One of the best lessons my father ever taught me was to take care of tough jobs as soon as possible.
“Better behind you than in front of you,” he used to say.
Just eight simple words but they can often mean the difference between joy and all sorts of procrastinated misery.
I haven’t always followed my Dad’s advice, but I recently applied this golden rule and I was very glad I did.
I gave up my Friday night to edit the two scenes I shot in my film director’s class. It was quite challenging, since editing—like directing—is new to me.
But the editing is an important part of the class. Todd, our instructor, told us that when you look at the raw footage, you’ll see what you have, and, more importantly, what you don’t have.
Now I have to say that the finished work will never be mistaken for a Hollywood production, but at least I got the job done and I have something to show in class. And I was able to enjoy the rest of my weekend.
We had all downloaded our scenes on to flash drives so we could edit them. My only problem was that after I got the video into my computer, I had no idea what to do next.
This is particularly irritating as I’m sure there are grade schoolers who can shoot and edit video while listening to their iPods, surfing the Web, and texting all their friends at the same time.
A classmate suggested downloading Final Cut Pro for the 30-day free trial and I thought this was a great idea. I went online, pressed a few buttons and in no time at all I had this fantastic editing software in my computer. There was only one problem.
I couldn’t figure out how to use it to save my life.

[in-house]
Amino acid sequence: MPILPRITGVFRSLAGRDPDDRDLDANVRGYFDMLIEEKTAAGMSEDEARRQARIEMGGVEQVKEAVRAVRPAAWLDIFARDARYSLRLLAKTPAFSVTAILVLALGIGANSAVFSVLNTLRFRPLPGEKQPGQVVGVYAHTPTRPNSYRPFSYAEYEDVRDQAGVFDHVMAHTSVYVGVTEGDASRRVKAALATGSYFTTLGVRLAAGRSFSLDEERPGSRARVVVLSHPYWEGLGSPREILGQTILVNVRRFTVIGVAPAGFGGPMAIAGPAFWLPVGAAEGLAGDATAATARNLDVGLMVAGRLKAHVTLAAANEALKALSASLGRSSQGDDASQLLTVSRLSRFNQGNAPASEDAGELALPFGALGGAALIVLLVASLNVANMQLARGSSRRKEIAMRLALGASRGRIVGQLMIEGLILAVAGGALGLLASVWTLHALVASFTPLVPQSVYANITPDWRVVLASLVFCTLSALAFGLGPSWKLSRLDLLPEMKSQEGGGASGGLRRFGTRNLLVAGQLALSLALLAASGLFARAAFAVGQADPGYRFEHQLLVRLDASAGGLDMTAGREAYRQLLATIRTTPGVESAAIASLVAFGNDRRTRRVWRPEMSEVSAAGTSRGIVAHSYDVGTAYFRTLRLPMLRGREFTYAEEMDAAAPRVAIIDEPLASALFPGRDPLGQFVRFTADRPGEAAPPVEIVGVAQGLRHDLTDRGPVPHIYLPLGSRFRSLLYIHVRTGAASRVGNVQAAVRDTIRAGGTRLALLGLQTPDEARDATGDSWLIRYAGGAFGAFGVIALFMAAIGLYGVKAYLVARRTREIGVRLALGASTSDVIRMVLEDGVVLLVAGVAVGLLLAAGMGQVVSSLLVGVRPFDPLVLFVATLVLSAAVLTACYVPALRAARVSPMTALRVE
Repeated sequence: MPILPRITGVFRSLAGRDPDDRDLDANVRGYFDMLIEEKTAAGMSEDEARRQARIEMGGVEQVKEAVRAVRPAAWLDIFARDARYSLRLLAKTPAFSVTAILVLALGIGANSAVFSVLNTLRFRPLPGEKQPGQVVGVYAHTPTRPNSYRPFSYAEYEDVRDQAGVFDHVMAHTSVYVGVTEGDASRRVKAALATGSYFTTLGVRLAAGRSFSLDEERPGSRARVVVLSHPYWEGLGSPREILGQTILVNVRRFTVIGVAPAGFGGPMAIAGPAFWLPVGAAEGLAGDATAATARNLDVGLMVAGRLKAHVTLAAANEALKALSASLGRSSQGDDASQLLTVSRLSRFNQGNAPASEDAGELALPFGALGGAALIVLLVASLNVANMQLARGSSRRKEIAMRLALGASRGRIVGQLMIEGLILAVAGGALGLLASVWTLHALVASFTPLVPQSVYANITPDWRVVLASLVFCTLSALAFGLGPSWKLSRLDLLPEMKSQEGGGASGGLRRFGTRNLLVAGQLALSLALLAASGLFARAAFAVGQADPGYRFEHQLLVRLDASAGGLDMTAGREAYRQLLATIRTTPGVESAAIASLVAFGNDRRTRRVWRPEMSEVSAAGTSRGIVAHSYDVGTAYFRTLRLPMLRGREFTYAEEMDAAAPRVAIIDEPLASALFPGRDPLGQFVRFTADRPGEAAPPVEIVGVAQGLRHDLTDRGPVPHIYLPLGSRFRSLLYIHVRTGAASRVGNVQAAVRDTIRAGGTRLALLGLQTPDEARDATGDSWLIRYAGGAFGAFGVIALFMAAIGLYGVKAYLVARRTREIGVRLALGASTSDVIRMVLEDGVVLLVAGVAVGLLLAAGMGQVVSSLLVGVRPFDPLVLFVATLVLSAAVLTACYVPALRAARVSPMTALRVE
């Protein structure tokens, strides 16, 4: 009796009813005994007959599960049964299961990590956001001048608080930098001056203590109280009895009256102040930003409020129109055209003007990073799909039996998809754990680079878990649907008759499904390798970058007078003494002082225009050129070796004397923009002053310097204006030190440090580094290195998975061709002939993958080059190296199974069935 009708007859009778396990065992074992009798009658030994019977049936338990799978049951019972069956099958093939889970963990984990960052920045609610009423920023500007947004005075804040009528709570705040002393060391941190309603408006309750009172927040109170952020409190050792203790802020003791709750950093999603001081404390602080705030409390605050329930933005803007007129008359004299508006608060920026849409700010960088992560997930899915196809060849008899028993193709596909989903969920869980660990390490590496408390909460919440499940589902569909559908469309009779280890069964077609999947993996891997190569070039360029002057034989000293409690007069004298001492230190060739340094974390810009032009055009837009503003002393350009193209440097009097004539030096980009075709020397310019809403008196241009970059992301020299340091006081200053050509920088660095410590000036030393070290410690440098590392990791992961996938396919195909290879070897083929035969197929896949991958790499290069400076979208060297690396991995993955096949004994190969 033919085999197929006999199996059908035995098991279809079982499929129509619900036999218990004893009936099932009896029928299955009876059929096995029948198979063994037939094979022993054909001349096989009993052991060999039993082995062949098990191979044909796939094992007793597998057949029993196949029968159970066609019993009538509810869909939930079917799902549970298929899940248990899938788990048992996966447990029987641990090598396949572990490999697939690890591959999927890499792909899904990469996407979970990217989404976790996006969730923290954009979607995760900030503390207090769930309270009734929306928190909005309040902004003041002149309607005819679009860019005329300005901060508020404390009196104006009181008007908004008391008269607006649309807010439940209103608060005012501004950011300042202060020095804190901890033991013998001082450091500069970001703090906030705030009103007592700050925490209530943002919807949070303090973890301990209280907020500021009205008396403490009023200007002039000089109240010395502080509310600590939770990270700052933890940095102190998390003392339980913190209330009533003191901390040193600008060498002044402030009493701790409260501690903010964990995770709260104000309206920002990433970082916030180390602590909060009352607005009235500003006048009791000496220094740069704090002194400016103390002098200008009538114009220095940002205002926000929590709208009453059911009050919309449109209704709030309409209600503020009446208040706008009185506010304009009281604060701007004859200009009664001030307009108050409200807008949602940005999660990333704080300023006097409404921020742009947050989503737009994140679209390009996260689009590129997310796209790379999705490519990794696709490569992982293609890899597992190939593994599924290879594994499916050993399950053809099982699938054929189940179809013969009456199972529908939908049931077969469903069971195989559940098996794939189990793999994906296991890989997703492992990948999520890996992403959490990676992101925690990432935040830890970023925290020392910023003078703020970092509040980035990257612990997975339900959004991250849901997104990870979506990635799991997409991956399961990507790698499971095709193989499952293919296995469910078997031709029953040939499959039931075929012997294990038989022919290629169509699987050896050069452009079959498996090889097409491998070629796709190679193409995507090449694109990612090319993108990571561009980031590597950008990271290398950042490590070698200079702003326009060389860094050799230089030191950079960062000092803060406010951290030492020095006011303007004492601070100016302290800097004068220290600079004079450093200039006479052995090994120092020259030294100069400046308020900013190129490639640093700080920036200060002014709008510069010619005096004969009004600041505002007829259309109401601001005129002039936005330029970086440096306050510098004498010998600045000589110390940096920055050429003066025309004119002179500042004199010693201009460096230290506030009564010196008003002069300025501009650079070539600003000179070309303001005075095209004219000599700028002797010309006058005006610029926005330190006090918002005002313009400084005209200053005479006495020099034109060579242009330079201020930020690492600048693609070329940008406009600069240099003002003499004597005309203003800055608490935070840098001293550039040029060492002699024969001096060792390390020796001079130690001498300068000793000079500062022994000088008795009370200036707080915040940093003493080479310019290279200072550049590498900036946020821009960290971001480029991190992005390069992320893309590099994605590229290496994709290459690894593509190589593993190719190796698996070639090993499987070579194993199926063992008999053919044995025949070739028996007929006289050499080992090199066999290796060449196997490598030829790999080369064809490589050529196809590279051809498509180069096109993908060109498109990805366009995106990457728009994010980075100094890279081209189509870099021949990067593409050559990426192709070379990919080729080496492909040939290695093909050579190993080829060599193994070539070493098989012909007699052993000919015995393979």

Don’t get me wrong—Final Cut is a tremendous tool for filmmakers and I’ve heard nothing but good things about it. This is definitely an "it's not you, it's me" situation.
Splice of Life
I see now that Final Cut is not something you can learn overnight, especially if you’re a natural born technophobe like me. I felt like I was sitting behind one of the consuls at NASA’s Mission Control Center.
I couldn’t get the footage in the right sequence. I’d press a few buttons and suddenly the middle of the scene was now the beginning—and I couldn’t undo it. My classmate told me she printed out the Final Cut manual, which runs more a mere 400-plus pages.
I knew I would never get the footage edited in time for the class screening. I was getting all twisted and I thought I’d have to skip the class entirely. The whole business was eating away at me all week long.
But then I tried thinking instead of worrying. My computer comes equipped with the iMovie program and I had taken a few how-to classes at the Apple Store last year.
I didn’t remember much about it, but I recall it was pretty simple, and that’s just what I needed. I set up the footage, blocked off a chunk of time on Friday evening and went to work.
I felt like Dr. Frankenstein building his monster as I stitched the scenes together. Each time I added another few frames of video, I watched the scene grow longer and longer. After several hours and a few calls to tech support, I finally had my two scenes edited.
I wanted to scream out "It's alive! It's alive!" But I controlled myself.
The cuts are jumpy, some of the shots don’t match up as well as I would like, and I see things I would’ve done differently on set. But I did get the job behind me. And I have to say it was very exciting listening to the actors as they said the lines I had written.
So it looks like I’ll be ready for the screening. I’m sure my younger, more computer-savvy classmates will be displaying far more polished work, but at least I won’t show up empty-handed.